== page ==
• Journey to the World Series of Poker
• A big meeting in its basic elements
Fast forward to July 2015 – The World Series of Poker. What most novices don’t know is that the WSOP is actually a series of 68 different events, culminating into The Main Event. Throughout the past year, I found out that a large number of people have the WSOP on their bucket list. It was never on mine, but it was definitely on my husband’s. Unfortunately, my winning seat wasn’t transferrable. Nevertheless, my husband spent the year coaching and mentoring me, handing me a constant barrage of poker books, apps, and recordings.
When I walked into the meeting space at The Rio All Suites Hotel & Casino (host of the WSOP since 2006), one thing occurred to my planner brain as I struggled to take in the spectacle of it all. The World Series of Poker is really just a big meeting. A huge, potentially life-changing meeting giving away millions of dollars, but at its very core, still just a meeting. I don’t know why that came as a shock to me, but it did. Break it apart into its basic elements, and there’s registration, seating, staging, production, staffing, sponsors, speakers, an emcee, and decor.
I got a chance to meet with Freddie Onsaga, Director of Sales for Encore Productions. Every year, his company sponsors the MPI Foundation Event by providing all the equipment and staffing to run The Big Deal at MPI-WEC. Other sponsors are Caesars Entertainment, which provides the grand prize WSOP package, and Hilton – a Caesars partner company. What I didn’t realize was that Freddie’s company, based in Las Vegas, is the official production company for the entire WSOP. Yes, the one that ESPN reruns practically nonstop every night.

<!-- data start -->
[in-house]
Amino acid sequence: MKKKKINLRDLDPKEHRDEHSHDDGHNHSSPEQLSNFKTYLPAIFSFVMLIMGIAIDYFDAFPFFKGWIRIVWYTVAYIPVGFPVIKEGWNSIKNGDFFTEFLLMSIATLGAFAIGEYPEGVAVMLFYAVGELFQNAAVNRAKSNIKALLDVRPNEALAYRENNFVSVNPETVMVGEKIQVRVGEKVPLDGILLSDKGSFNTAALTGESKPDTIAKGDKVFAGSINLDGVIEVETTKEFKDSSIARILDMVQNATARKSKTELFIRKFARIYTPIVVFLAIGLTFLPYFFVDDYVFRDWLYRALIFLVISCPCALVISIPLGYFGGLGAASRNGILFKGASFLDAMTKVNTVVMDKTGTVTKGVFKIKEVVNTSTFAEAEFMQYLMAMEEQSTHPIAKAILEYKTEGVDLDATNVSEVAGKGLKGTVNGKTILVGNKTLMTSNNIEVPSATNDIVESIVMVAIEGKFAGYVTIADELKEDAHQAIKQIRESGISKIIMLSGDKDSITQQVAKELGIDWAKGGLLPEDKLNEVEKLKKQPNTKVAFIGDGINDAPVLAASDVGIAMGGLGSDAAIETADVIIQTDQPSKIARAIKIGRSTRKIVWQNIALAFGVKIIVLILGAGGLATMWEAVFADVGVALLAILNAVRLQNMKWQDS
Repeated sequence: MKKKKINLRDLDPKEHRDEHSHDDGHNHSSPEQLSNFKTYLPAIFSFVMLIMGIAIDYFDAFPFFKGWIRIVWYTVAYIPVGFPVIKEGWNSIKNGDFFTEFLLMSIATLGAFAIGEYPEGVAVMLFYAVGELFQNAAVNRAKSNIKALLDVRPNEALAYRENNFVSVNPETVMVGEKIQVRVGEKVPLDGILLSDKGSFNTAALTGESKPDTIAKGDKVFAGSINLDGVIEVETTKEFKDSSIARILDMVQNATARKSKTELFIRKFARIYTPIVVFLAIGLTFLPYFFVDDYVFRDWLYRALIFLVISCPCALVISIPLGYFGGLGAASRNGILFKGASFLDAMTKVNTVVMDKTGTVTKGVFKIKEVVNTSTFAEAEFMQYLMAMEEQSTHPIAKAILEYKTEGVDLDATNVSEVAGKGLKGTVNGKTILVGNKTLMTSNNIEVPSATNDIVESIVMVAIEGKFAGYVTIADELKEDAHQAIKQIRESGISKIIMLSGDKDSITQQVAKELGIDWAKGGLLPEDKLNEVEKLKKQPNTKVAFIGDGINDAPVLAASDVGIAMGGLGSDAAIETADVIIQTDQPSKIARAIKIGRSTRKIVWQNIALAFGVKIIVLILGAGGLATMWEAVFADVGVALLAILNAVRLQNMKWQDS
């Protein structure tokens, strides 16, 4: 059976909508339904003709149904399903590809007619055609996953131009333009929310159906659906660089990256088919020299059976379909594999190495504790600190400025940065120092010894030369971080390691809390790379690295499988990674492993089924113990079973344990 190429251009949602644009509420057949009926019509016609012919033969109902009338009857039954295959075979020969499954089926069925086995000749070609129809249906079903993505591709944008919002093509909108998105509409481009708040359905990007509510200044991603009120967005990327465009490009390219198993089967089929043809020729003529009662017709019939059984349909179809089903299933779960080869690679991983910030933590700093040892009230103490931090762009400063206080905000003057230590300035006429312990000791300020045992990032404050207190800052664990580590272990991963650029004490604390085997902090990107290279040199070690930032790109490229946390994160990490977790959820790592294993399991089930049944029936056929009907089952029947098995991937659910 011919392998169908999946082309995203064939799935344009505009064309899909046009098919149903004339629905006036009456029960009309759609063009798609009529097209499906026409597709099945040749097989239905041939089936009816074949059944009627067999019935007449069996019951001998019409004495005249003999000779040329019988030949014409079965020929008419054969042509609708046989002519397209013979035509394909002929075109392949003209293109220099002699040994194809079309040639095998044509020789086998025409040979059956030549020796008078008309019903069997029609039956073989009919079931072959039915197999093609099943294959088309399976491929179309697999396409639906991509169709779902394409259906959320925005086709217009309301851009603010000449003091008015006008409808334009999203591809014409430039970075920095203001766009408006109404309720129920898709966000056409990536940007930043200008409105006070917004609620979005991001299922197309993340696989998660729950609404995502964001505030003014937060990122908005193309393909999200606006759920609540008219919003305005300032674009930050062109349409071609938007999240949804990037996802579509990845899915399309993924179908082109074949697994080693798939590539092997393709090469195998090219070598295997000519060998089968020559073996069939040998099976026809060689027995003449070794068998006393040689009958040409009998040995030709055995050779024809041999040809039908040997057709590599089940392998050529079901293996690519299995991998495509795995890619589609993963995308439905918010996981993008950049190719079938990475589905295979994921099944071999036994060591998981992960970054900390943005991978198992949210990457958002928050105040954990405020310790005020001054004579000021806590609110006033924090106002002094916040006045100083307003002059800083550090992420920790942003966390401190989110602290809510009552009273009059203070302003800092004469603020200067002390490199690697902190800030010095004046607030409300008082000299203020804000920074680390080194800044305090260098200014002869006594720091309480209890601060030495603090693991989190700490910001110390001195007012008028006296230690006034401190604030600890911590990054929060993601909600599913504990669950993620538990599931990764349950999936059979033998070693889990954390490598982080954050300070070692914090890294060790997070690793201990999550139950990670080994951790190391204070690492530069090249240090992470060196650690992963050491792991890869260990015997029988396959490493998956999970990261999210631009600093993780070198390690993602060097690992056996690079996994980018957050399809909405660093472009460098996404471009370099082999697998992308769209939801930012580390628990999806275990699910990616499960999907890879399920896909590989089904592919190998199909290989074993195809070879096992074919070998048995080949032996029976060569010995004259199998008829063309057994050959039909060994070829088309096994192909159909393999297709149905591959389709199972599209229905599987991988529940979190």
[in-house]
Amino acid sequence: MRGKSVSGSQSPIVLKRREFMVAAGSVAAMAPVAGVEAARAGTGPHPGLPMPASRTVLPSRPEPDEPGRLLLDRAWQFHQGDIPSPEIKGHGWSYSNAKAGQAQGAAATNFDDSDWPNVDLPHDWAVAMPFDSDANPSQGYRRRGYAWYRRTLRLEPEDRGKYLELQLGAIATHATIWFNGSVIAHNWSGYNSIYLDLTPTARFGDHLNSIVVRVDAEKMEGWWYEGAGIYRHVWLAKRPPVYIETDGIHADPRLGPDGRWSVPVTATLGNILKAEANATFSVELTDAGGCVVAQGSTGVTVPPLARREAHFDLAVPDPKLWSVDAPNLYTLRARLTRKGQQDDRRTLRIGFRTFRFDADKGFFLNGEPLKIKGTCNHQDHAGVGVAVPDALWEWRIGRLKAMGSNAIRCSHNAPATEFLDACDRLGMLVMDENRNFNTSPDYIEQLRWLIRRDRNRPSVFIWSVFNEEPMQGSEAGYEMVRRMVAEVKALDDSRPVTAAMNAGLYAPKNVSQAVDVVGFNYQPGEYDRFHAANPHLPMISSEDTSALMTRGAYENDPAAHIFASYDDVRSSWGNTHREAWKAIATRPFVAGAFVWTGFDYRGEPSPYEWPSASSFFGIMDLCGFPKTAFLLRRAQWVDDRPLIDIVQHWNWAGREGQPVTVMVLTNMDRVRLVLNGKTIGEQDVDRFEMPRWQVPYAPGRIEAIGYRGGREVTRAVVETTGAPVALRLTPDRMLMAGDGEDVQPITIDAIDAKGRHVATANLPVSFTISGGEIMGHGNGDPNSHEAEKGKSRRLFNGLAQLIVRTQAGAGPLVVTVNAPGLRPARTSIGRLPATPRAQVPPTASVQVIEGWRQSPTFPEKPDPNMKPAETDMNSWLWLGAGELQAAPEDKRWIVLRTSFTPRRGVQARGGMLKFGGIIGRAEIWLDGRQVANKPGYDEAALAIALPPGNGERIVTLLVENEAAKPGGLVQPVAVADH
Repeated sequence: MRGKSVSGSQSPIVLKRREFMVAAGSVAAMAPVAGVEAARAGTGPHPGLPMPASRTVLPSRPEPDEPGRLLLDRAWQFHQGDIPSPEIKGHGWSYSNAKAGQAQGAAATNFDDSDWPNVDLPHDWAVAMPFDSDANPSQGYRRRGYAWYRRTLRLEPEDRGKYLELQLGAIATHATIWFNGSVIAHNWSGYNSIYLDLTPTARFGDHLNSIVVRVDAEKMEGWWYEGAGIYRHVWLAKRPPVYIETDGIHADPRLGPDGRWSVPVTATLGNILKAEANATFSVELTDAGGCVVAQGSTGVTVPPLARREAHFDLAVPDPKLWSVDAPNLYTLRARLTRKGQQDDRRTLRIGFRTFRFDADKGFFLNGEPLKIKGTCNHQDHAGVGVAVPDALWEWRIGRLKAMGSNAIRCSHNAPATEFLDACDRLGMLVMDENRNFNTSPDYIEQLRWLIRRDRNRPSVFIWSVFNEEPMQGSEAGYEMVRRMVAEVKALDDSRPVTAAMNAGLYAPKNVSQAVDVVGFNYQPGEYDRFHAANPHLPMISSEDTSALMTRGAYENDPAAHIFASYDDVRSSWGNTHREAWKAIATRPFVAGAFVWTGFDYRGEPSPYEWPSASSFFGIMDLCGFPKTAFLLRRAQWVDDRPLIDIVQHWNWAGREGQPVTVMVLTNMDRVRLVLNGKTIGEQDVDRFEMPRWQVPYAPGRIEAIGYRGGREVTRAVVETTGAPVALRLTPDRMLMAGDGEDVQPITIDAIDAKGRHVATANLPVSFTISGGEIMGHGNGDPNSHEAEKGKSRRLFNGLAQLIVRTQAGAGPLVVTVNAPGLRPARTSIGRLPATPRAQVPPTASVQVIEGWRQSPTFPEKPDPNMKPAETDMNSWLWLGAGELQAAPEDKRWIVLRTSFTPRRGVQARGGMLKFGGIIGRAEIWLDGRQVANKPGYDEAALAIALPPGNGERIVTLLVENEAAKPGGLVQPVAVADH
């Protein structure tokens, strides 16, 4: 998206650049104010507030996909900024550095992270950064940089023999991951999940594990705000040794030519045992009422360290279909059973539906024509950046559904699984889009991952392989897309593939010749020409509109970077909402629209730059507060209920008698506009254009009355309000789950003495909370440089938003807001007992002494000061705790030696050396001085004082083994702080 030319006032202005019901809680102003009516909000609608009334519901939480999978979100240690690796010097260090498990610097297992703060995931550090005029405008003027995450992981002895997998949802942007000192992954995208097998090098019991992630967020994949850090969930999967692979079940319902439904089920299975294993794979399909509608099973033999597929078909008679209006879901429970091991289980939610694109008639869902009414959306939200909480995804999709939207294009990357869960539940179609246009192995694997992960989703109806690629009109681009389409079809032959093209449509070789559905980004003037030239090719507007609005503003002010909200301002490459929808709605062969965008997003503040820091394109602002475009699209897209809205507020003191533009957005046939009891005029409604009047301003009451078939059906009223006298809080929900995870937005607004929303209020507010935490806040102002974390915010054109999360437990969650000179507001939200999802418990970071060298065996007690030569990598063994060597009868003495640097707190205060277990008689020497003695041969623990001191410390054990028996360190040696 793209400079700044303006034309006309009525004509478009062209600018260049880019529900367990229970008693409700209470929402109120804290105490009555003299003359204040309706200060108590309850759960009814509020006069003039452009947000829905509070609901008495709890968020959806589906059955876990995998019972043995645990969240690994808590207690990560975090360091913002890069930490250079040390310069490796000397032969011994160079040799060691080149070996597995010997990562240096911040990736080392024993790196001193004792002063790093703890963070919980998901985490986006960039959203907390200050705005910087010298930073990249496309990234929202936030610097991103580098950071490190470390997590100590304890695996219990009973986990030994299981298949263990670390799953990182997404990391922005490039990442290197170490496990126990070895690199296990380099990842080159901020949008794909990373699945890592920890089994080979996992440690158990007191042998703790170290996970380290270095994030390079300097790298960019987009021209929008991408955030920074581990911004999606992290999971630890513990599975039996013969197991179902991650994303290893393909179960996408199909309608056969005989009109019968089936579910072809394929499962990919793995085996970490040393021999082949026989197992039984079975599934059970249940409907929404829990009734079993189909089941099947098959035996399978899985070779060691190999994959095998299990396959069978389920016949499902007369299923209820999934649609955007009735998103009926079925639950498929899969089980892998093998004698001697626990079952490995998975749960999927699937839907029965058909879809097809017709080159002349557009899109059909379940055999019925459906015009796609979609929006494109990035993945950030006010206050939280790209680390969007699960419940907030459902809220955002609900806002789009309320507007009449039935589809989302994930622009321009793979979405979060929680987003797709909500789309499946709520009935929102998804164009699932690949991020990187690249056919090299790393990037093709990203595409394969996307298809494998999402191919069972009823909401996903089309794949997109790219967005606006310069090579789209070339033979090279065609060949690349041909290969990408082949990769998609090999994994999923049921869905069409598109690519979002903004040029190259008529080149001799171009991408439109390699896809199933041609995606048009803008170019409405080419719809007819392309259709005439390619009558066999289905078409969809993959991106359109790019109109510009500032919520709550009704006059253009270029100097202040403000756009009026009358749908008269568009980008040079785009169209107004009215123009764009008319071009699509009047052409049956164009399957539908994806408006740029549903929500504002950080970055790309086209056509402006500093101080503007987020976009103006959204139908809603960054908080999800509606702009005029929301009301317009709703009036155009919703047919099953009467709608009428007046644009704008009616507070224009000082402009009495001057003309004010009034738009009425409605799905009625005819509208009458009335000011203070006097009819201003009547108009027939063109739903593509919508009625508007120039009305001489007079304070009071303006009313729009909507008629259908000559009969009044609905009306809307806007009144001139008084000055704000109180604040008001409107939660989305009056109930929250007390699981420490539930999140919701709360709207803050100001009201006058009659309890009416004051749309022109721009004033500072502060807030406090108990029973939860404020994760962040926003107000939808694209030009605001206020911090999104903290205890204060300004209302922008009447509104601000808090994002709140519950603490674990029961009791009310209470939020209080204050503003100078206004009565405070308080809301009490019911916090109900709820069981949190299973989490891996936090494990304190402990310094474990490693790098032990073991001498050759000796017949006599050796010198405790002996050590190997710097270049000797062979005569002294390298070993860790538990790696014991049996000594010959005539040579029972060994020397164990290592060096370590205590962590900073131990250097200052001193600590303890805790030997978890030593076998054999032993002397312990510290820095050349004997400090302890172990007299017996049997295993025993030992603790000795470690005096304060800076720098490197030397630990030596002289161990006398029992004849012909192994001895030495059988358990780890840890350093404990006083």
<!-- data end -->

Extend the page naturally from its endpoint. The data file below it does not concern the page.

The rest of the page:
Preparation for the WSOP begins each year immediately after the current tournament ends, as you might expect. I spoke with our gracious host, Bill Greaves, Executive Director of Catering, Conventions and Events at The Rio. (As an aside, when the hotel underwent a major renovation in 2005, adding their current convention center, I was one of the first meeting planners in-house with a group, and Bill was likely my CSM at the property – small industry, indeed!)
While the WSOP is a major coup for Caesars to own and operate, from an industry perspective, it’s got to be frustrating for the sales team (who, by the way, were all fabulous to my whole motley crew of friends and family out in Vegas to support me). It takes all their ballroom space out of commission for other meetings & events for three months. They can’t operate a single non-WSOP meeting or event in the ballrooms of The Rio while the 68 tournaments take place.
I bet you’re wondering how I played in the tournament. Well, I sat down with poker professionals and held my own for nearly 12 hours, losing all my chips just before midnight to – get this – an ancestor of the man who founded the WSOP. I guess that was a reputable way to end my WSOP career. For now.
Would I do it all again? You bet. Hopefully, by the time you read this, I’ll be the first two-time winner of The Big Deal, and on my way to play in the 2016 WSOP!